Health bosses unanimously agreed to look at turning a rehab centre into supported housing for people with mental health needs.
Knoll House, in Ingram Crescent, Hove, will either become high-level supported housing for adults with mental health needs or lower-level supported housing for adults with a mental health condition who can live independently.
A business case for both options will come back before the Brighton and Hove Health and Wellbeing Board in January.
The board includes representatives of Brighton and Hove City Council, Brighton and Hove Clinical Commissioning Group (CCG) and Healthwatch Brighton and Hove.
Green councillor Sue Shanks asked for a report into what therapy and rehabilitation services were available locally.
She said: “We are concerned the changes do not allow enough time to discuss the original closure … to allow us to flag this up as we’ve been contacted by residents and had communications with people about it.
“They felt this was good provision. They weren’t sure why it was closing. It would be better if we could have had that discussion early with public involvement.”
Rob Persey, the council’s executive director for health and adult social care, said: “We have had a particular issue in the city over the last two years. There is a significant number of working age adults in residential accommodation.
“This is not an ideal pathway for people to follow. The majority of these people would have opportunities to live more independently if they were not moved to a residential setting.
“We are short of supported accommodation in the city for adults with mental health conditions, so we would like to explore in more detail the options on how we can look at Knoll House to look at this group.”
Mr Persey described the situation as unusual as the rehabilitation service was operating as a temporary arrangement.
The council had worked with staff to make sure there are no compulsory redundancies.
He said 11 beds are opening in Ireland Lodge in October and staff are needed there.
Fellow Green councillor Sarah Nield asked for a report into the CCG’s capacity to meet the needs of people who need intensive and specialist nursing care, details on where facilities are based and information on the impact of new facilities outside Brighton and Hove.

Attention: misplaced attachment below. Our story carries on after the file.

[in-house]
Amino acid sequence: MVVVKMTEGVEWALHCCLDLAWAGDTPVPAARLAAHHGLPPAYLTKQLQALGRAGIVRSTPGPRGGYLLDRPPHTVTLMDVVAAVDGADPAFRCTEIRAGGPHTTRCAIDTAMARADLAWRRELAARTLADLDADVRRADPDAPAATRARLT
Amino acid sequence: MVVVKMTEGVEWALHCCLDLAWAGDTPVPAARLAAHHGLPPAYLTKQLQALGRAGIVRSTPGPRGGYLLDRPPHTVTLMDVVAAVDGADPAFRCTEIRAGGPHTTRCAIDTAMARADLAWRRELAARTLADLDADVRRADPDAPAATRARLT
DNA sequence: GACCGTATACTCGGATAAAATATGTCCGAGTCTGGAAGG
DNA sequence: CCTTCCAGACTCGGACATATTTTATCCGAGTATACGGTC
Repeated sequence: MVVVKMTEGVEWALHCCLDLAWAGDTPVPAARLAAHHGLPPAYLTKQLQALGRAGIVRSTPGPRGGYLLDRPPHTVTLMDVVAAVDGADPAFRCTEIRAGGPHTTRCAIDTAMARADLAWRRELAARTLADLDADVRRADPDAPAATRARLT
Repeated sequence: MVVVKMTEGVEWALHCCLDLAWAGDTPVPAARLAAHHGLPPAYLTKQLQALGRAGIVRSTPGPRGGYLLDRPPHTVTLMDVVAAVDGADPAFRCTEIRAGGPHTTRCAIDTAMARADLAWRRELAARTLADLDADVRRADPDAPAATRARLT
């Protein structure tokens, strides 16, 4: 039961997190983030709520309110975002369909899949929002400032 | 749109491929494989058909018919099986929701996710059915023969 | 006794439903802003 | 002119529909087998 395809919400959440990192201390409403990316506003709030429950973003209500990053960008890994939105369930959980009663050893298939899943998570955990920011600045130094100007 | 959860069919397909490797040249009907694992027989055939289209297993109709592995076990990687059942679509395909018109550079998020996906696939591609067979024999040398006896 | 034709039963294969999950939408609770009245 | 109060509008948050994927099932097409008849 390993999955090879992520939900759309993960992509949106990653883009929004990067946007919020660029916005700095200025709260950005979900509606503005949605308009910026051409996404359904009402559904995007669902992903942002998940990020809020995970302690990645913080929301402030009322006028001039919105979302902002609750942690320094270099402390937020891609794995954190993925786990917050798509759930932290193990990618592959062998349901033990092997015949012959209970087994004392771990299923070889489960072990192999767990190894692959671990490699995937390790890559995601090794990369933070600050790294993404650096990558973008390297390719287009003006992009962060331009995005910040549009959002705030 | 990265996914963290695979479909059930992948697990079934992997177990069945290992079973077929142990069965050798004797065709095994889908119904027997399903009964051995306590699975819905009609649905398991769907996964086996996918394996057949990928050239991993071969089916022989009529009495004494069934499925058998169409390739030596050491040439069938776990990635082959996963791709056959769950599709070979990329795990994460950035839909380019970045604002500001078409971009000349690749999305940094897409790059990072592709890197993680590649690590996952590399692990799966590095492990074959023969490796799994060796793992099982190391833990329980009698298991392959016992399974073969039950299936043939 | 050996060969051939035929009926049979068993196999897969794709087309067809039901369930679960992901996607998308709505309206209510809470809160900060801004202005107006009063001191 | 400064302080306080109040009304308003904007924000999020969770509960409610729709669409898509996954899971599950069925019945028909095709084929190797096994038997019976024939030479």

Councillor Nield was particularly concerned about the distances involved and the impact on patients and their families of people being sent out of the city for intensive rehabilitation care.
She said: “The practical side is to have family members to visit. I am concerned we are sending patients to recover, isolated from their family and friends.
“Have we thought about the detrimental affects of that isolation or how we are going to help family and friends with their travel costs.”
She reminded the board the council had declared a climate emergency and transporting people would have an environmental impact.
CCG director of commissioning Ashley Scarff said that there was currently a Sussex-wide review of step-down – or recovery – beds which was looking at demand and capacity.
He said: “It is worth noting we do have people from Brighton and Hove who are not accommodated in the city.
“They are in intermediate beds in Crowborough and Uckfield. Part of this plan is to make sure we can provide this care closer.”
Board members voted unanimously in favour of receiving these extra reports in November.
Labour councillor Clare Moonan, who chairs the board, said: “We still have our service. It is a smaller services – not across two homes, but it is not a closure.
“It fits within the bigger picture of hospital discharge and respite.
“And we have the beautiful Knoll House to think about how we can use that to serve people with other needs in the city as inclusively as we can.”